- Trouble breathing
- Irregular heartbeat
- Central nervous system (CNS) depression
- Respiratory depression
Individuals who abuse more than one substance are suffering from polysubstance abuse. When someone struggles with polysubstance abuse, they are at an increased risk of experiencing psychological, physical, emotional, and social consequences. Additionally, polysubstance abuse tends to complicate treatment.
Thankfully, polysubstance abuse is treatable with the help of a professional addiction treatment program. Individuals who mix Xanax and Ambien should seek professional help as soon as possible.
How Does Treatment for Xanax and Ambien Addiction Work?
Individuals suffering from both Xanax and Ambien addiction will begin treatment in a medical detox program. Because the withdrawal symptoms of both substances are difficult to deal with, patients are usually tapered off of the two drugs. Individuals may be given FDA-approved medications to soothe symptoms of withdrawal and eliminate drug cravings.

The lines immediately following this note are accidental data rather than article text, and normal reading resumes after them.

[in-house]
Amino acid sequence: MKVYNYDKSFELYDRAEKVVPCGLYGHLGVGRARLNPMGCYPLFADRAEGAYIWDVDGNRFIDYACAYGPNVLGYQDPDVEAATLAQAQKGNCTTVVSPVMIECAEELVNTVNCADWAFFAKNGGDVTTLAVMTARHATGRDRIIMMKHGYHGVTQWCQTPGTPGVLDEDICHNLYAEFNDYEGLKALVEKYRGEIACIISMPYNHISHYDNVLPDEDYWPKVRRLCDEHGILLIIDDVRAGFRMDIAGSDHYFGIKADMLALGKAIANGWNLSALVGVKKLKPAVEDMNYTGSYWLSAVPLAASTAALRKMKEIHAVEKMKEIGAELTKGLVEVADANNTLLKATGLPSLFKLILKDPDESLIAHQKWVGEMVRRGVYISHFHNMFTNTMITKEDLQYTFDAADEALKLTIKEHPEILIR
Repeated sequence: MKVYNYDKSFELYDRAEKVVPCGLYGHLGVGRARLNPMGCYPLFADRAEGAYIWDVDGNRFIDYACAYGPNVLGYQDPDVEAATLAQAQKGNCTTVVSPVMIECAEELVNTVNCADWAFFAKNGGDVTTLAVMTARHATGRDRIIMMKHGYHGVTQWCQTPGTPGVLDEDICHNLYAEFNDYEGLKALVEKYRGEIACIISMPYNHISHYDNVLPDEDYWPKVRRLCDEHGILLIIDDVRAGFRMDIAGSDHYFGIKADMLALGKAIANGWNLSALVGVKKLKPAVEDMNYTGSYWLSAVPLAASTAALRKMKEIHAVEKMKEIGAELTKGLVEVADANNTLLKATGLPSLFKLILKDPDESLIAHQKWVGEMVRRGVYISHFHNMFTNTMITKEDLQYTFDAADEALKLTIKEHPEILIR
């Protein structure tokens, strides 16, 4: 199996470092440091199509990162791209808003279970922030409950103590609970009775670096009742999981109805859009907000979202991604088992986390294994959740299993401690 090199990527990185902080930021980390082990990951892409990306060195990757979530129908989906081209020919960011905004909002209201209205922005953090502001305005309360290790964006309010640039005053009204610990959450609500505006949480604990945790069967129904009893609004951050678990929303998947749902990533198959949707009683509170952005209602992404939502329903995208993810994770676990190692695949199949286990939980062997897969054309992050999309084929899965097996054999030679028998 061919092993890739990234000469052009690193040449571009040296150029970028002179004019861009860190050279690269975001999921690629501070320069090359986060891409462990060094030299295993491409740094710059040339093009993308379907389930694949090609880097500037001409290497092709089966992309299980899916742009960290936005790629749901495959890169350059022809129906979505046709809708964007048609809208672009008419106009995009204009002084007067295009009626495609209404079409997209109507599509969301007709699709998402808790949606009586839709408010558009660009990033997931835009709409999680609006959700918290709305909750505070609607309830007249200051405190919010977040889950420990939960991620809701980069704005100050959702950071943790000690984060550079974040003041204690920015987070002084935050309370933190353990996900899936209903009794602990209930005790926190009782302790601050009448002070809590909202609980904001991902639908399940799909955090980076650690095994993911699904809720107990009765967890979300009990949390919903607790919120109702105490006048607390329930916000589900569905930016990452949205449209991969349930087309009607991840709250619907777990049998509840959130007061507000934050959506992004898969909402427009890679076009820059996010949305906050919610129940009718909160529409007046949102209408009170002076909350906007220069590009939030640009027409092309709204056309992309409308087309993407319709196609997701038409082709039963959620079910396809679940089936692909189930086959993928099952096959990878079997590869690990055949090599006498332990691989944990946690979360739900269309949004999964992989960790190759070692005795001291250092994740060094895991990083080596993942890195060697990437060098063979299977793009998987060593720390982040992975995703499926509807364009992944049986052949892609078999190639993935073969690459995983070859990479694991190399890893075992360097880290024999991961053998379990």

Once individuals have completed their medically-assisted detox program, they will attend an inpatient addiction treatment center. During inpatient treatment, individuals will attend individual therapy and group counseling sessions. Evidence-based behavioral therapies are utilized to break unhealthy patterns of thinking related to substance abuse and teach patients healthy ways of coping.
Find Addiction Help for Yourself or a Loved One Today
If you or a loved one suffer from addiction to Ambien, Xanax, or a combination of the two, professional addiction treatment is necessary.
However, we understand that finding a drug addiction treatment center that suits your needs can be difficult. That is why we have dedicated our program to providing individuals with addiction intervention services and resources to reputable addiction treatment programs.
Contact Addiction Intervention today for help planning an addiction intervention or setting up placement in a drug or alcohol rehab program. We’re always here to help.